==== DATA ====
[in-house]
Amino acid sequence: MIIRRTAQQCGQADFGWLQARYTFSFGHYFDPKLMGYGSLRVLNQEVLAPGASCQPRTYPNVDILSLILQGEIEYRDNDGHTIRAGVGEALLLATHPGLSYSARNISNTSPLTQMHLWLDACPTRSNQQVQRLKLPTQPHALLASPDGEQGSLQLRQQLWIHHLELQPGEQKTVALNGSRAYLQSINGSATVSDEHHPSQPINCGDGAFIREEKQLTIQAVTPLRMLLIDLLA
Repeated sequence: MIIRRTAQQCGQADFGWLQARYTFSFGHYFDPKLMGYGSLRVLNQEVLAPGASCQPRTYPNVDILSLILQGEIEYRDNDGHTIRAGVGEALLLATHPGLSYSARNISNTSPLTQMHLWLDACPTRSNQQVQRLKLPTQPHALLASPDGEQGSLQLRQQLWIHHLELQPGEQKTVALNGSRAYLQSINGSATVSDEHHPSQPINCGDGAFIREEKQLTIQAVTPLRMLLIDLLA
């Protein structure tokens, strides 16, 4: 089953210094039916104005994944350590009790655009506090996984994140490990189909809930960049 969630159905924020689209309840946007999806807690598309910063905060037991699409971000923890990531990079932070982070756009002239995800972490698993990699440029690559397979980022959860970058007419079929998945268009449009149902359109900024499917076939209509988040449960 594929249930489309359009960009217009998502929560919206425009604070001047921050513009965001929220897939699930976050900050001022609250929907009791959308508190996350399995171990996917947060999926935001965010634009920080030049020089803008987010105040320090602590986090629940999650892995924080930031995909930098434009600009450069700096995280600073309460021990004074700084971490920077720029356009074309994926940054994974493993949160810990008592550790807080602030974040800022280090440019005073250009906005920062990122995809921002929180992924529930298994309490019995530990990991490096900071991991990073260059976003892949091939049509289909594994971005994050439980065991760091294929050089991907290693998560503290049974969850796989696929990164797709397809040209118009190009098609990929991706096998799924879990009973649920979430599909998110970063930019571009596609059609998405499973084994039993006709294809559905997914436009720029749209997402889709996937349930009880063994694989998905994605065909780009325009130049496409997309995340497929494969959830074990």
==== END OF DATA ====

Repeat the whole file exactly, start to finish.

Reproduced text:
[in-house]
Amino acid sequence: MIIRRTAQQCGQADFGWLQARYTFSFGHYFDPKLMGYGSLRVLNQEVLAPGASCQPRTYPNVDILSLILQGEIEYRDNDGHTIRAGVGEALLLATHPGLSYSARNISNTSPLTQMHLWLDACPTRSNQQVQRLKLPTQPHALLASPDGEQGSLQLRQQLWIHHLELQPGEQKTVALNGSRAYLQSINGSATVSDEHHPSQPINCGDGAFIREEKQLTIQAVTPLRMLLIDLLA
Repeated sequence: MIIRRTAQQCGQADFGWLQARYTFSFGHYFDPKLMGYGSLRVLNQEVLAPGASCQPRTYPNVDILSLILQGEIEYRDNDGHTIRAGVGEALLLATHPGLSYSARNISNTSPLTQMHLWLDACPTRSNQQVQRLKLPTQPHALLASPDGEQGSLQLRQQLWIHHLELQPGEQKTVALNGSRAYLQSINGSATVSDEHHPSQPINCGDGAFIREEKQLTIQAVTPLRMLLIDLLA
């Protein structure tokens, strides 16, 4: 089953210094039916104005994944350590009790655009506090996984994140490990189909809930960049 969630159905924020689209309840946007999806807690598309910063905060037991699409971000923890990531990079932070982070756009002239995800972490698993990699440029690559397979980022959860970058007419079929998945268009449009149902359109900024499917076939209509988040449960 594929249930489309359009960009217009998502929560919206425009604070001047921050513009965001929220897939699930976050900050001022609250929907009791959308508190996350399995171990996917947060999926935001965010634009920080030049020089803008987010105040320090602590986090629940999650892995924080930031995909930098434009600009450069700096995280600073309460021990004074700084971490920077720029356009074309994926940054994974493993949160810990008592550790807080602030974040800022280090440019005073250009906005920062990122995809921002929180992924529930298994309490019995530990990991490096900071991991990073260059976003892949091939049509289909594994971005994050439980065991760091294929050089991907290693998560503290049974969850796989696929990164797709397809040209118009190009098609990929991706096998799924879990009973649920979430599909998110970063930019571009596609059609998405499973084994039993006709294809559905997914436009720029749209997402889709996937349930009880063994694989998905994605065909780009325009130049496409997309995340497929494969959830074990």